An Aerospace Engineer of Aeroelasticity contributes to the design and development of aerospace vehicles. Aeroelasticity engineers are experts at determining what kind of materials should be used to build spacecraft, and to predict the problems that such vehicles may encounter on Earth, in space, or on other planets while flying at extremely high speeds. An Aerospace Engineer of Aeroelasticity uses wind tunnels, mathematical formulas, aeronautical theory, and other scientific methods to build theories and determine conclusions.
Aerospace Aeroelasticity Engineers must constantly educate themselves on new and emerging technologies. Because much of their work is cutting edge, they must be especially creative in thinking out of the box and finding solutions to complex issues and problems.
Applicants must be United States citizens. At minimum, a four-year physical science, engineering, life sciences, computer science, mathematics, or related fields from an accredited university or college is required, though a PhD is preferred. Applicants must pass a background investigation as a condition of employment.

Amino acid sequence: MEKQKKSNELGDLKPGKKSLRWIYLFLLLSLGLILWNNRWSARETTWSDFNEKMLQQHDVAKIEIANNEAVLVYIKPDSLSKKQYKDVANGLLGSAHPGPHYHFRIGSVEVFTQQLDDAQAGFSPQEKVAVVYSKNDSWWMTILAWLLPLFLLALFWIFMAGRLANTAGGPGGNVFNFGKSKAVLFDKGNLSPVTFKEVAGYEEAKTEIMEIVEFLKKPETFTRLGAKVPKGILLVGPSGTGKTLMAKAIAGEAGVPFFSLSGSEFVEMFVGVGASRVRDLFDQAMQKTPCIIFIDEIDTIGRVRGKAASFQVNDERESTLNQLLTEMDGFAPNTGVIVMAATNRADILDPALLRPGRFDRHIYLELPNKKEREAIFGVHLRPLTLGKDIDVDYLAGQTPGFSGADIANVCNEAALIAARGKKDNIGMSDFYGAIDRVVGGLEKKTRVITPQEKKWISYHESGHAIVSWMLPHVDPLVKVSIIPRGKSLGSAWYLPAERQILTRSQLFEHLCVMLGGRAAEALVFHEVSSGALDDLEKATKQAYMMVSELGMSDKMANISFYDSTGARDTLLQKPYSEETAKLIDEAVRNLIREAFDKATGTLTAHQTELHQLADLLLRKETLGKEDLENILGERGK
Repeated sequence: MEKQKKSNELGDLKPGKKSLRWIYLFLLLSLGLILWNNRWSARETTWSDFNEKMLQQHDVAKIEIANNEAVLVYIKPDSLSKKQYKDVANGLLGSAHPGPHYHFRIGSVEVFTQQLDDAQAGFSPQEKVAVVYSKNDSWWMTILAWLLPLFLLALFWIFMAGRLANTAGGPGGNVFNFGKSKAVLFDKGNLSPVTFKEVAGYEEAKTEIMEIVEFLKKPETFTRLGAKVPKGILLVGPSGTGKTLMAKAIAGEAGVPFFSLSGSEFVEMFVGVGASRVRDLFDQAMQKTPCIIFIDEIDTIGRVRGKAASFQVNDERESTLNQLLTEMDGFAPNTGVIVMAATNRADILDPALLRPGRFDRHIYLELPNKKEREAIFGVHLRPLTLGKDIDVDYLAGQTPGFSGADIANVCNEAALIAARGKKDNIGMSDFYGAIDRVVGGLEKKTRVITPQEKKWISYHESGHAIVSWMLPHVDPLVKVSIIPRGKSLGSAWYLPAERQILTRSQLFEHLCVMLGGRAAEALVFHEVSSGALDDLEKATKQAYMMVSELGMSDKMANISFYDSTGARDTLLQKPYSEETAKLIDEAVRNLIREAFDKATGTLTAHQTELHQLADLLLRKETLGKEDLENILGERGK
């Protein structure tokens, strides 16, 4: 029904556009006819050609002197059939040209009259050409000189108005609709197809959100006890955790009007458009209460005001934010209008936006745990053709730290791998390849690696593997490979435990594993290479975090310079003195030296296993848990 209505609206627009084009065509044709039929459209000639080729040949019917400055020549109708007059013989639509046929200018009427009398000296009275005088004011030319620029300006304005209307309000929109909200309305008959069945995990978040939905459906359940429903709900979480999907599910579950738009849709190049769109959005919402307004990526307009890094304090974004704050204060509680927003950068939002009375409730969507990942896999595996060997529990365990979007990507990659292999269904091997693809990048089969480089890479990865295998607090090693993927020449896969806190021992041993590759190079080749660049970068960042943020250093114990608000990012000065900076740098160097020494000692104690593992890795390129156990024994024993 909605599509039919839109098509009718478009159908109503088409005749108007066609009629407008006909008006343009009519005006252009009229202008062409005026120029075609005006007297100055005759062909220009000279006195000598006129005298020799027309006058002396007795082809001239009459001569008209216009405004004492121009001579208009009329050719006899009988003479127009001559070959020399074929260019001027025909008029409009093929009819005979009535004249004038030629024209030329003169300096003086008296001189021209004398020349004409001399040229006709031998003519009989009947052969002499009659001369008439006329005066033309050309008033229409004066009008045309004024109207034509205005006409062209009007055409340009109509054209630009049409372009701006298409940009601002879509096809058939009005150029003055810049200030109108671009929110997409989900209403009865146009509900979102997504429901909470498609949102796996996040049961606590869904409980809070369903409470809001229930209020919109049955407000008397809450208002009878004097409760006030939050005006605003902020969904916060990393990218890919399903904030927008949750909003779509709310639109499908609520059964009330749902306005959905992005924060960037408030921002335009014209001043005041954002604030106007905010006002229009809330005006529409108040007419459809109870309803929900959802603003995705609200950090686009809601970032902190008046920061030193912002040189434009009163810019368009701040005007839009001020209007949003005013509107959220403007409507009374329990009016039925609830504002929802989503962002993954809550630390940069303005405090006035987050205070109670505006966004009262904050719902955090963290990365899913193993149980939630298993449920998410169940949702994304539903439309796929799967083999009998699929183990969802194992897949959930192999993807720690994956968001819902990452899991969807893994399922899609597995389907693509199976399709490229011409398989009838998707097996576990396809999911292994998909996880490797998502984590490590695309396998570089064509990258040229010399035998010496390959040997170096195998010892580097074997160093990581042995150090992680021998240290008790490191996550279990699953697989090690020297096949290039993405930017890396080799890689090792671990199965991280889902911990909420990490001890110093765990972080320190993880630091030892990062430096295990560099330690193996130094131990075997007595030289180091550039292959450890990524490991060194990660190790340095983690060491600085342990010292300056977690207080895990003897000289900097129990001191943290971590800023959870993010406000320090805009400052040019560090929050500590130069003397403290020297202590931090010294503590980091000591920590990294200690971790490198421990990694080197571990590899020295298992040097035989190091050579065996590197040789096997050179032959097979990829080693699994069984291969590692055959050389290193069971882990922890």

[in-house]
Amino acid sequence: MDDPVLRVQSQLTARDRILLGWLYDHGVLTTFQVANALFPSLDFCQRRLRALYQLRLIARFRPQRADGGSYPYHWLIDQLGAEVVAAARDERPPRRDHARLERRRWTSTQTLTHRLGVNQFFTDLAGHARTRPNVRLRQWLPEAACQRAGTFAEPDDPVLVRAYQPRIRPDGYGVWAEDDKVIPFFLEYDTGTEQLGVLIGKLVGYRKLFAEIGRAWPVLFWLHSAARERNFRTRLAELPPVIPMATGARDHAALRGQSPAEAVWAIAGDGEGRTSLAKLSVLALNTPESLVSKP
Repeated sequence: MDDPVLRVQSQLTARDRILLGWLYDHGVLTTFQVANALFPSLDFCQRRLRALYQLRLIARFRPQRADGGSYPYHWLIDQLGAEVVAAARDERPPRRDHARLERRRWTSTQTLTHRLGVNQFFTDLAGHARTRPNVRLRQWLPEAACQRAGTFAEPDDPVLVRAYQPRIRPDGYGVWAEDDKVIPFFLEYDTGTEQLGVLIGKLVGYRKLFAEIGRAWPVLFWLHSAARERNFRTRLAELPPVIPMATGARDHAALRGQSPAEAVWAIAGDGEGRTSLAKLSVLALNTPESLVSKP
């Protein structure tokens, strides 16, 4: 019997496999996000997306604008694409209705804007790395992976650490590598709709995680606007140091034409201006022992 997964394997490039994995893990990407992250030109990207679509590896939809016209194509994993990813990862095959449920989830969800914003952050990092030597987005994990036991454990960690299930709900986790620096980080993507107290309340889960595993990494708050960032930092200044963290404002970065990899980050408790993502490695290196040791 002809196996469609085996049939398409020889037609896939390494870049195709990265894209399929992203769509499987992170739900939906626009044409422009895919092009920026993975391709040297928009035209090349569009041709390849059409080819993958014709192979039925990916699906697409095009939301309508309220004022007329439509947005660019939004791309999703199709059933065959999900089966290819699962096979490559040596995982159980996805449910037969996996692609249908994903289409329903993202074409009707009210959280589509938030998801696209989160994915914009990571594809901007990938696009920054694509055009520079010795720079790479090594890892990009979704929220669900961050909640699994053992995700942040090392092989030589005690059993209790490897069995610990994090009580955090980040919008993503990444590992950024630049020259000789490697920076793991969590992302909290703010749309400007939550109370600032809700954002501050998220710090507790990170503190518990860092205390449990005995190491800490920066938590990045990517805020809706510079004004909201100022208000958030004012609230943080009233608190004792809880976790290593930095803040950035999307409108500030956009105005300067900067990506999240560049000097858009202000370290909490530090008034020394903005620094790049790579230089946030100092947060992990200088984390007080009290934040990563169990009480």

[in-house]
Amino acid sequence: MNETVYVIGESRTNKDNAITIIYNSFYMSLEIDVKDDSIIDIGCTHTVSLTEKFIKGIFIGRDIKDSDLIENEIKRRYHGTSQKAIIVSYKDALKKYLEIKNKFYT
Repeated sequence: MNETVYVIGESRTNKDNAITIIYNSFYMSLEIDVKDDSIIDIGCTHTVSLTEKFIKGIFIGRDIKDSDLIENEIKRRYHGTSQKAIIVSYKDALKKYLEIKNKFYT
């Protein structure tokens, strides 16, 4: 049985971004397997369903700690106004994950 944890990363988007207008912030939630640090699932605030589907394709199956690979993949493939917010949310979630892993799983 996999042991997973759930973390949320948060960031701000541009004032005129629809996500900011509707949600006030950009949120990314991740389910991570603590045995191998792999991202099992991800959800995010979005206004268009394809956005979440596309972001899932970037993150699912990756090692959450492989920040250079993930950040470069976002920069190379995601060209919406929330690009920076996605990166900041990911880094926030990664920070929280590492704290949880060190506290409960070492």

NASA will provide some training on the job.
Special projects or deadlines may require expanded or alternative schedules.
Salary and Benefits
NASA benefits include sick leave, short and long term disability protection, life and travel insurance, an employee assistance program, annual leave, paid Federal holidays, and a retirement plan.
$74,074.00 – $133,850.00